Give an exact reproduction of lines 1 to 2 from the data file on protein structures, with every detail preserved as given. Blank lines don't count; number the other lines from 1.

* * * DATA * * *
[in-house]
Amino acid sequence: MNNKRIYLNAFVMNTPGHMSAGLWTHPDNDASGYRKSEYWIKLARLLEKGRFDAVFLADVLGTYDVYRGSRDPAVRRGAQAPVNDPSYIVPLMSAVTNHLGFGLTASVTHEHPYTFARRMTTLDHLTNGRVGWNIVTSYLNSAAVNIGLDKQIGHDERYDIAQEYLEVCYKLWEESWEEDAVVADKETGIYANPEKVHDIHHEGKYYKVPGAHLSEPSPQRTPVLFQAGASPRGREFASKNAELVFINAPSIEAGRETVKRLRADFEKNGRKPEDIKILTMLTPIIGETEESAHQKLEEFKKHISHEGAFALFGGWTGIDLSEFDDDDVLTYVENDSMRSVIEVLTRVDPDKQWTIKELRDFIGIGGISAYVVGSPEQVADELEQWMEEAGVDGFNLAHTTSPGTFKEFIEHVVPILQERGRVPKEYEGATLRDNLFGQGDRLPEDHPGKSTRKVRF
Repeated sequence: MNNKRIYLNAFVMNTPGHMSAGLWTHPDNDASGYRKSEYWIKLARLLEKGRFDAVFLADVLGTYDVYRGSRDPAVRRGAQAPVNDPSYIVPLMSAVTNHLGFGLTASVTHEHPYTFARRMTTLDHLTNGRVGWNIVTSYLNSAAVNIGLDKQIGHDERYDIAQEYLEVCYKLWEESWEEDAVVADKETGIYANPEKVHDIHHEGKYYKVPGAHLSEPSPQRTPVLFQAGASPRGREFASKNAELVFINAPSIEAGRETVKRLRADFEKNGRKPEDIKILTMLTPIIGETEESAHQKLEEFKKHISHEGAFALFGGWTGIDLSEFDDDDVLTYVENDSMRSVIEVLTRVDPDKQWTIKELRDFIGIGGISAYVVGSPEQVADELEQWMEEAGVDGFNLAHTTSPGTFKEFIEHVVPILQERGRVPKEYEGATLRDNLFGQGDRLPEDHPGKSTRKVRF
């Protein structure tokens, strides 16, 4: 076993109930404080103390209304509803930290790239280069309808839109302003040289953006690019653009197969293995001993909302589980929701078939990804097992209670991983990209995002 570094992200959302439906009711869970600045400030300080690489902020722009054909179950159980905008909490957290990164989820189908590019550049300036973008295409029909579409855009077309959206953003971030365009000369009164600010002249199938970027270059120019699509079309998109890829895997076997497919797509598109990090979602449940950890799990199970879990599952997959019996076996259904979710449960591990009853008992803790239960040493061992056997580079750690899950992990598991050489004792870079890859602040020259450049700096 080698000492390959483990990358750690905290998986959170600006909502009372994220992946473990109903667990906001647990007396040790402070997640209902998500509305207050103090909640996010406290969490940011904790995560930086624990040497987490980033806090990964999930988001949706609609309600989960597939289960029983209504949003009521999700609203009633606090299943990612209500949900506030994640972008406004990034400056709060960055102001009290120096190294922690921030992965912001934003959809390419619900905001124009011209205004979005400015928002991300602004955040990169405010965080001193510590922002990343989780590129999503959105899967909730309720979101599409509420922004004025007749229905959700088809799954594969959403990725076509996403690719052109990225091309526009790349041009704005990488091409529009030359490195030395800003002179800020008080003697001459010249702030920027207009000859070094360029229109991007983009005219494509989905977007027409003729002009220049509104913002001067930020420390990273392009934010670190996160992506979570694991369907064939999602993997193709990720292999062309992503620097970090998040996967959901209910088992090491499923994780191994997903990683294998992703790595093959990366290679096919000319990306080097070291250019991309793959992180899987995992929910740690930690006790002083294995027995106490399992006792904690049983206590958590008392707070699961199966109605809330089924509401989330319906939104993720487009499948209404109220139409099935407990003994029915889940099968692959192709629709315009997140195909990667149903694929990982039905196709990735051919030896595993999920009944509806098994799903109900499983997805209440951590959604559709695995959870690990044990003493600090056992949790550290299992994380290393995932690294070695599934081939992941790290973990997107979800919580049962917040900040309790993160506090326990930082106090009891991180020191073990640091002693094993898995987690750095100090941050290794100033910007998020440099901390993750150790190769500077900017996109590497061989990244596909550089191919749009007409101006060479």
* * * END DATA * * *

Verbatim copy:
[in-house]
Amino acid sequence: MNNKRIYLNAFVMNTPGHMSAGLWTHPDNDASGYRKSEYWIKLARLLEKGRFDAVFLADVLGTYDVYRGSRDPAVRRGAQAPVNDPSYIVPLMSAVTNHLGFGLTASVTHEHPYTFARRMTTLDHLTNGRVGWNIVTSYLNSAAVNIGLDKQIGHDERYDIAQEYLEVCYKLWEESWEEDAVVADKETGIYANPEKVHDIHHEGKYYKVPGAHLSEPSPQRTPVLFQAGASPRGREFASKNAELVFINAPSIEAGRETVKRLRADFEKNGRKPEDIKILTMLTPIIGETEESAHQKLEEFKKHISHEGAFALFGGWTGIDLSEFDDDDVLTYVENDSMRSVIEVLTRVDPDKQWTIKELRDFIGIGGISAYVVGSPEQVADELEQWMEEAGVDGFNLAHTTSPGTFKEFIEHVVPILQERGRVPKEYEGATLRDNLFGQGDRLPEDHPGKSTRKVRF